Most fitness professionals tailor their programming
to five kinds of clients, who have five distinct training goals.
Reviewing the client types and their specific workout needs is helpful because it
illustrates a divergence between what most trainers like to do and what
most clients actually want. If we’re honest with ourselves as an industry,
it’s probably true that we most readily identify with athletes,
bodybuilders and people trying to lose weight, while our clients are most
likely regular folks who want to be more fit and healthy.
To become more successful, we have to focus more on what the majority of our clients
Most fitness professionals’ clients
fit into one of five categories based on why they’re exercising:
physique, performance, physique + performance hybrid, fat loss, and
general fitness and health. (This, of course, leaves out special
populations such as people struggling with obesity or those going
through postrehabilitation training.)
- Create a training environment that
triggers the three mechanisms of hypertrophy: mechanical tension, muscle damage and metabolic stress (Schoenfeld 2010). To create this environment, use a mix of set/rep ranges by working with different loads.
- Dedicate more weekly work volume to bringing up less-developed muscle groups.
- Do standard sets and paired sets.
- Use body-part weekly training splits or
- In the offseason, use a more traditional
linear periodization training approach: hypertrophy/base, strength, power and power endurance. The final power-endurance phase “peaks” the athlete so he or she is conditioned at the start of preseason and can focus on skill training.
- During the competition season, use a concurrent model with a mixture of power training, strength training and hypertrophy training.
- Do tri-sets and quad-sets.
- Use total-body workouts to minimize
fatigue in specific muscle groups.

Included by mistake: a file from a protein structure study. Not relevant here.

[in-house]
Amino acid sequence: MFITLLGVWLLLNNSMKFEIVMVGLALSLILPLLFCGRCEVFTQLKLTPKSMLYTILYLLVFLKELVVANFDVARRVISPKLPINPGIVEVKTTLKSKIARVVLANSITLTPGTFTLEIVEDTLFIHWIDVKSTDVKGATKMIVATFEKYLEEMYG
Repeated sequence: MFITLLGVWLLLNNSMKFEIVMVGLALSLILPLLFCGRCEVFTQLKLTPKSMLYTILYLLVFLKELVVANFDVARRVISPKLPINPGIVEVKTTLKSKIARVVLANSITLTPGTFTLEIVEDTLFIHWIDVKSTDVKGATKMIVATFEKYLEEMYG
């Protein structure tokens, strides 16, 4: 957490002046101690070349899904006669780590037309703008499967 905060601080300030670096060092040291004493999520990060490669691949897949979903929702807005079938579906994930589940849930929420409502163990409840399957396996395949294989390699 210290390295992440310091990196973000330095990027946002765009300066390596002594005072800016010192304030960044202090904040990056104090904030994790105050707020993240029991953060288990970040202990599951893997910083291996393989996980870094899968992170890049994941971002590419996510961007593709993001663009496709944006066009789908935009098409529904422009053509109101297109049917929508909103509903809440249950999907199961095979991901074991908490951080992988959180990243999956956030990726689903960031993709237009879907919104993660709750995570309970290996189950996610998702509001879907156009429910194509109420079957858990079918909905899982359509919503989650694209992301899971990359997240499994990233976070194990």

PHYSIQUE + PERFORMANCE HYBRID CLIENTS
- Use a concurrent model with a mixture of power training, strength training and
- Use a mix of set/rep ranges by working
with different loads.
- Do paired sets and tri-sets.
- Use a push/pull/lower-body training split
or total-body workouts.
FAT LOSS CLIENTS
- Emphasize achieving a caloric deficit primarily through dietary habits.
- Emphasize the 3 C’s of metabolic
strength training—complexes, circuits and combinations. They create a high metabolic demand because they require more extended, high-intensity, total-body efforts than traditional strength training methods do (Tumminello 2014).
- Maintain consistency with basic lifts, to monitor any potential loss in muscle and strength, but continually add some movement variety to keep things fun and interesting.
- Use total-body workouts.
GENERAL FITNESS AND HEALTH CLIENTS
- Integrate power training, strength train-
ing, bodybuilding, 3D movement training
and body weight applications.
- Use a wide spectrum of sets and reps,
along with a variety of training tools, from basic free weights and cables to bands and balls.
- Maintain consistency with basic lifts, to gauge progress, but continually add some movement variety to keep things interesting and enjoyable.
- Use tri-sets and quad-sets.
- Use total-body workouts.
To read in more depth about how to tailor your programs to these five types of clients, please see “Training the 5 Types of Fitness Clients” in the online IDEA Library or in the October 2015 print issue of IDEA Fitness Journal. If you cannot access the full article and would like to, please contact the IDEA Inspired Service Team at (800) 999-4332, ext. 7.
Schoenfeld, B.J. 2010. The mechanisms of muscle hypertrophy and their application to resistance training. Journal of Strength and Conditioning Research, 24 (10). 2857-72.
Tumminello, N. 2014. Strength Training for Fat Loss. Champaign, IL: Human Kinetics.